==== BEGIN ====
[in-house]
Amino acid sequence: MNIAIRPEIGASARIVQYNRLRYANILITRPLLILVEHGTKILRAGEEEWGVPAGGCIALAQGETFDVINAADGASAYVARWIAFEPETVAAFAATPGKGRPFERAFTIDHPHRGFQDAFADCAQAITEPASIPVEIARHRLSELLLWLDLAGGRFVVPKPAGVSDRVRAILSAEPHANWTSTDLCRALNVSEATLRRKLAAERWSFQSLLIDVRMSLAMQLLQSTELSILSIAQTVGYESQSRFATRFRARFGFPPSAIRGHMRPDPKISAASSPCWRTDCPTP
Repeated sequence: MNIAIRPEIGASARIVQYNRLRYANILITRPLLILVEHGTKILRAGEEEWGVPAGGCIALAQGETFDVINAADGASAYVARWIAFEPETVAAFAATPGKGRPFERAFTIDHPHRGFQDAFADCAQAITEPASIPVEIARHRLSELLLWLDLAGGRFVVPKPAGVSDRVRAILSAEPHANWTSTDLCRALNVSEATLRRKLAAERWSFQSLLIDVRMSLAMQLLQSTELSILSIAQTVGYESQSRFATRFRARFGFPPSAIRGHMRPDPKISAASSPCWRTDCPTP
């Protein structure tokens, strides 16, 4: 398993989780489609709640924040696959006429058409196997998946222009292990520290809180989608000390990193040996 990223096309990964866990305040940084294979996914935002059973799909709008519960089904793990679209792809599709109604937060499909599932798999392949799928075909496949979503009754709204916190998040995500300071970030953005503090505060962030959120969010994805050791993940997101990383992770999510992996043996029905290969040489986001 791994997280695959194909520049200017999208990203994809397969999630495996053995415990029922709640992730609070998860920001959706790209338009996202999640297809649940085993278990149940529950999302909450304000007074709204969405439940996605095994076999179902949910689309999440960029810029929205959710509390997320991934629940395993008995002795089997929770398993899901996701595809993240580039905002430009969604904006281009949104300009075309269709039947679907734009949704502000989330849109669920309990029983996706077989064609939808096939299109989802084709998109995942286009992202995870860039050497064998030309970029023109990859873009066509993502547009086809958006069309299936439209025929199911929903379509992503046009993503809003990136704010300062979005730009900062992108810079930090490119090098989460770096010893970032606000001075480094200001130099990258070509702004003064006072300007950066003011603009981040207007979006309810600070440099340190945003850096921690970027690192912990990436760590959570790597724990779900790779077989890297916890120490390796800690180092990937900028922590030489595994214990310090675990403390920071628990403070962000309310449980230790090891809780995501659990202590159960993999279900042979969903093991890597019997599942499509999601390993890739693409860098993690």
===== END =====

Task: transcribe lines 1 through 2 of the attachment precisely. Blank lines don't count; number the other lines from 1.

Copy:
[in-house]
Amino acid sequence: MNIAIRPEIGASARIVQYNRLRYANILITRPLLILVEHGTKILRAGEEEWGVPAGGCIALAQGETFDVINAADGASAYVARWIAFEPETVAAFAATPGKGRPFERAFTIDHPHRGFQDAFADCAQAITEPASIPVEIARHRLSELLLWLDLAGGRFVVPKPAGVSDRVRAILSAEPHANWTSTDLCRALNVSEATLRRKLAAERWSFQSLLIDVRMSLAMQLLQSTELSILSIAQTVGYESQSRFATRFRARFGFPPSAIRGHMRPDPKISAASSPCWRTDCPTP